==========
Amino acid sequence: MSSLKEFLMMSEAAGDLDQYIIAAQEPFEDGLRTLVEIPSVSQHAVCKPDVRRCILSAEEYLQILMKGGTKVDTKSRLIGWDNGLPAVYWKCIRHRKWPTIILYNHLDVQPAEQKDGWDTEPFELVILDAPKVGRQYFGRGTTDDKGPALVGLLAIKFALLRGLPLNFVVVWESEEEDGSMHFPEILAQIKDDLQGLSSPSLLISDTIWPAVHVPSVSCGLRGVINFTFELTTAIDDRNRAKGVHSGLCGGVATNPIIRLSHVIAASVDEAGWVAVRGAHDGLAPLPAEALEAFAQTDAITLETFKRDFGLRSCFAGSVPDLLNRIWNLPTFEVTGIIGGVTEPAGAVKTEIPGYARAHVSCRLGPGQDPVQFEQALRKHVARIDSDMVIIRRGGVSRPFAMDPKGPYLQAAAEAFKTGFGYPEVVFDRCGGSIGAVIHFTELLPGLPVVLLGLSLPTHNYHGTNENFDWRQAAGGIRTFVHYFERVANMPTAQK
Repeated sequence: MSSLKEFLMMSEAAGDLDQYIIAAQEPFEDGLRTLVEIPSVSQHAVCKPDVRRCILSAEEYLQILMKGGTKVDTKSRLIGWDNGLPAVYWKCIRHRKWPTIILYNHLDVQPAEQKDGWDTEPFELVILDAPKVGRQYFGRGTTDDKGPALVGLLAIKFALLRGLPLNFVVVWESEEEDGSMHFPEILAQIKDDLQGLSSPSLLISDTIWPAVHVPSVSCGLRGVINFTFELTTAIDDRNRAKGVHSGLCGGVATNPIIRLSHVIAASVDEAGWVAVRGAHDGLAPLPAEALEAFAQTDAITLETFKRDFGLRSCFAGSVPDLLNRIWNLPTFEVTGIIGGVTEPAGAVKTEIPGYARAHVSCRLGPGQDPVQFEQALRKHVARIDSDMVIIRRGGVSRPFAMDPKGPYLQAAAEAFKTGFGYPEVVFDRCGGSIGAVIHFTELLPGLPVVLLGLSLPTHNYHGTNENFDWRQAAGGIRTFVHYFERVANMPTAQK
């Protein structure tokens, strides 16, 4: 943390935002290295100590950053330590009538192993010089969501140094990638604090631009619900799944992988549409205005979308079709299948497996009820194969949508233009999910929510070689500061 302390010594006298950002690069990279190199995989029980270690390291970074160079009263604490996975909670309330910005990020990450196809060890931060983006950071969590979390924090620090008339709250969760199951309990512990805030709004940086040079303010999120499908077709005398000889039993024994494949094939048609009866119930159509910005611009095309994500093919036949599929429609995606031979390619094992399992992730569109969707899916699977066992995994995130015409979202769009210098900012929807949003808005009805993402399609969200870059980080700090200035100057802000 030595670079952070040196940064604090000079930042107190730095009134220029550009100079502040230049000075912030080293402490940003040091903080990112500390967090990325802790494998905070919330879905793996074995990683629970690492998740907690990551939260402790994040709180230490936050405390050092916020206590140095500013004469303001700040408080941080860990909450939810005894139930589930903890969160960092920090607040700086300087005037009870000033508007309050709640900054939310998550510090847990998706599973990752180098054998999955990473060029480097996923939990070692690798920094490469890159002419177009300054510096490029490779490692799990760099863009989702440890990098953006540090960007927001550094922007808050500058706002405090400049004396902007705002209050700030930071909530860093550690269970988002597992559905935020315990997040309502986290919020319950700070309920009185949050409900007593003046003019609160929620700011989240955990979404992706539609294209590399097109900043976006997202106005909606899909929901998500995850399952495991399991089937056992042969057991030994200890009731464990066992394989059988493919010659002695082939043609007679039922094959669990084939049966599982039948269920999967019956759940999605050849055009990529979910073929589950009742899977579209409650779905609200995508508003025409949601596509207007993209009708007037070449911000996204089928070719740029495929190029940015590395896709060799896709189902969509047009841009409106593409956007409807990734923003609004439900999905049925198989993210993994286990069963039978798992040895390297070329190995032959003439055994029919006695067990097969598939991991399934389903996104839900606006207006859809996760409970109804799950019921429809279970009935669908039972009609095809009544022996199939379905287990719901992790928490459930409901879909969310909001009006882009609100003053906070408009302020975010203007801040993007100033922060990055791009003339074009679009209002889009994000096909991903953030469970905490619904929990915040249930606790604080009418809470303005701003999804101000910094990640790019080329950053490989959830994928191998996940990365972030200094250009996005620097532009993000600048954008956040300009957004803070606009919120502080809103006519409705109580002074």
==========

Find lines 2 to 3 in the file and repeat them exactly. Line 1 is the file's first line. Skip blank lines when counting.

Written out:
Repeated sequence: MSSLKEFLMMSEAAGDLDQYIIAAQEPFEDGLRTLVEIPSVSQHAVCKPDVRRCILSAEEYLQILMKGGTKVDTKSRLIGWDNGLPAVYWKCIRHRKWPTIILYNHLDVQPAEQKDGWDTEPFELVILDAPKVGRQYFGRGTTDDKGPALVGLLAIKFALLRGLPLNFVVVWESEEEDGSMHFPEILAQIKDDLQGLSSPSLLISDTIWPAVHVPSVSCGLRGVINFTFELTTAIDDRNRAKGVHSGLCGGVATNPIIRLSHVIAASVDEAGWVAVRGAHDGLAPLPAEALEAFAQTDAITLETFKRDFGLRSCFAGSVPDLLNRIWNLPTFEVTGIIGGVTEPAGAVKTEIPGYARAHVSCRLGPGQDPVQFEQALRKHVARIDSDMVIIRRGGVSRPFAMDPKGPYLQAAAEAFKTGFGYPEVVFDRCGGSIGAVIHFTELLPGLPVVLLGLSLPTHNYHGTNENFDWRQAAGGIRTFVHYFERVANMPTAQK
């Protein structure tokens, strides 16, 4: 943390935002290295100590950053330590009538192993010089969501140094990638604090631009619900799944992988549409205005979308079709299948497996009820194969949508233009999910929510070689500061 302390010594006298950002690069990279190199995989029980270690390291970074160079009263604490996975909670309330910005990020990450196809060890931060983006950071969590979390924090620090008339709250969760199951309990512990805030709004940086040079303010999120499908077709005398000889039993024994494949094939048609009866119930159509910005611009095309994500093919036949599929429609995606031979390619094992399992992730569109969707899916699977066992995994995130015409979202769009210098900012929807949003808005009805993402399609969200870059980080700090200035100057802000 030595670079952070040196940064604090000079930042107190730095009134220029550009100079502040230049000075912030080293402490940003040091903080990112500390967090990325802790494998905070919330879905793996074995990683629970690492998740907690990551939260402790994040709180230490936050405390050092916020206590140095500013004469303001700040408080941080860990909450939810005894139930589930903890969160960092920090607040700086300087005037009870000033508007309050709640900054939310998550510090847990998706599973990752180098054998999955990473060029480097996923939990070692690798920094490469890159002419177009300054510096490029490779490692799990760099863009989702440890990098953006540090960007927001550094922007808050500058706002405090400049004396902007705002209050700030930071909530860093550690269970988002597992559905935020315990997040309502986290919020319950700070309920009185949050409900007593003046003019609160929620700011989240955990979404992706539609294209590399097109900043976006997202106005909606899909929901998500995850399952495991399991089937056992042969057991030994200890009731464990066992394989059988493919010659002695082939043609007679039922094959669990084939049966599982039948269920999967019956759940999605050849055009990529979910073929589950009742899977579209409650779905609200995508508003025409949601596509207007993209009708007037070449911000996204089928070719740029495929190029940015590395896709060799896709189902969509047009841009409106593409956007409807990734923003609004439900999905049925198989993210993994286990069963039978798992040895390297070329190995032959003439055994029919006695067990097969598939991991399934389903996104839900606006207006859809996760409970109804799950019921429809279970009935669908039972009609095809009544022996199939379905287990719901992790928490459930409901879909969310909001009006882009609100003053906070408009302020975010203007801040993007100033922060990055791009003339074009679009209002889009994000096909991903953030469970905490619904929990915040249930606790604080009418809470303005701003999804101000910094990640790019080329950053490989959830994928191998996940990365972030200094250009996005620097532009993000600048954008956040300009957004803070606009919120502080809103006519409705109580002074």